(Robert Whitley is the publisher and managing partner of wine website Wine Review Online www.winereviewonline.com and the host of an online radio show "Whitley on Wine." He also oversees several international wine competition. The opinions expressed are hid own.)
By Robert Whitley
NEW YORK (Reuters Life!) - It may come as a surprise to those who don’t live and die by the (famous wine critic Robert) Parker scores that vintages of the century are rather common in Bordeaux, where the most collectible and thus the most expensive wines in the world are produced.
Since the harvest of 2000, we’ve had three. I kid you not.
It isn’t clear whether the phrase was first uttered in jest or, more likely, to promote sales within the Bordeaux wine trade. What’s important to know is that when, on those rare occasions, the Bordelais harvest fully ripened grapes, they are likely to celebrate another “vintage of the century.”
So as the grapes were gathered in the fall of 2009, they partied like it was 2005. Something akin to what happened in 2005, when they partied like it was 2000.
It is a vicious cycle for anyone who collects or invests in Bordeaux, for it inevitably means a price spike is on its way. To soften the blow, serious wine collectors and merchants with deep pockets often purchase Bordeaux en primeurs, using what are commonly called Bordeaux futures.
The buyer thus enters into a contract to purchase the latest vintage of Bordeaux at the earliest (and theoretically the lowest) price for delivery of the wine in two to three years.
As the price tends to rise on a great vintage between the time futures are offered and the wines reach our shores, historically they’ve been a good investment. In a normal world, 2009 would be no exception. Bordeaux from this vintage is outstanding across the board.
Still, I’m not certain futures are the best bet in collectible Bordeaux at this time.
First of all, it appears the emerging Chinese wine market is eager to participate. Evidence of that surfaced in March, when the 2009 Bordeaux Primeurs were on display for a full week of tastings from the barrel.
A record 6,000 members of the trade and press attended, and the Chinese contingent matched the United States delegation, coming second in size only to the group from the United Kingdom.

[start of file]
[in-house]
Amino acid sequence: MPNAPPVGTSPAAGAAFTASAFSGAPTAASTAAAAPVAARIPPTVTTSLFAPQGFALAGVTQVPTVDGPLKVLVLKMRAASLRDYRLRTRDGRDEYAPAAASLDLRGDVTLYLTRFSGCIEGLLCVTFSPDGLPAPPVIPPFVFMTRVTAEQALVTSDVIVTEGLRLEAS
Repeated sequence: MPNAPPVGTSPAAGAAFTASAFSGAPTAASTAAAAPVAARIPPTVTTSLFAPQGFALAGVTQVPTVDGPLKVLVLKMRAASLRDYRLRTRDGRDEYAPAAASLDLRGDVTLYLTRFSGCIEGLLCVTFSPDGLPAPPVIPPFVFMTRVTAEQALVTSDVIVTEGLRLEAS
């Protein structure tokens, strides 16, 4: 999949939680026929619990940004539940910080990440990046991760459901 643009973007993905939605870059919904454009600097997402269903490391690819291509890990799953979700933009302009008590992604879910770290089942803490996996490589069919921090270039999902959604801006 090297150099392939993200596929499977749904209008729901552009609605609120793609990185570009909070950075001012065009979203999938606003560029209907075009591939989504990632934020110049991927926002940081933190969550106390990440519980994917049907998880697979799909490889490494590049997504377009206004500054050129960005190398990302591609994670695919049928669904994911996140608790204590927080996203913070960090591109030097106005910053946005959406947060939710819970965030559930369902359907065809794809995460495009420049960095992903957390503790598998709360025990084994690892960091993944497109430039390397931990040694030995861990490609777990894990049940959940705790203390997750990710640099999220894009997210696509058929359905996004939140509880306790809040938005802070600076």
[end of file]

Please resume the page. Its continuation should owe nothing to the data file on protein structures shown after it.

The Chinese had been indifferent to Bordeaux futures in the past. Increased competition for a limited resource should drive up the price.
The 2009 Bordeaux futures will be expensive, and with the price pressure likely to be asserted by the Chinese, perhaps artificially so.
More troubling, however, is the cloud hanging over the future of the euro, and the distinct possibility that it could be worth far less two years from now than it is today.
Can an investment in ‘09 Bordeaux today be prudent when the wines might actually be cheaper upon release in two years? That’s a tough call. If you believe the dollar will continue to be weak or that hyper-inflation in the United States is likely, then Bordeaux futures could be a good hedge.
Bottom line, though, nobody knows.
It is with this air of global economic uncertainly that wine collectors will be tempted to purchase some of the most hyped and expensive wines ever made.
I’m simply not going to take the bait. My strategy for the ‘09 Bordeaux vintage is simple. I will get my Bordeaux fix, but I will avoid top growths such as Latour, Mouton and Cheval Blanc in favor of less sexy wines from less well-known chateaux.
The vintage was so good that I know I will find attractive wines with excellent aging potential, particularly from the Left Bank.
The districts of Margaux, Pauillac, Saint-Julien, Saint-Estephe and Graves all produced superb wines.
Many of the lesser lights made wines as good as any they’ve ever made, but they lack the star power to command huge price increases.
And with some of the dollars I might have spent on the top growths, I will sort through the better wines from the more lightly regarded vintages of 2006, 2007 and 2008. A great vintage always has the effect of suppressing prices for lesser vintages immediately before and after.
A good example of that was the superb 1983 vintage that followed the legendary vintage of 1982. As good as the ‘83 vintage was, prices never reached the level of the coveted wines from 1982. Same thing happened with the outstanding vintage of 2001 following the enormously hyped 2000 vintage.
There were good wines made in ‘06, ‘07 and ‘08 and I intend to make it my mission to find them and, if all else fails, I will merely wait until the next vintage of the century and cross my fingers that the dollar has inched past the euro in value.
Knowing what I do about the history of Bordeaux, I have a hunch it won’t be much of a wait. (Reporting by Robert Whitley at firstname.lastname@example.org, Editing by Belinda Goldsmith)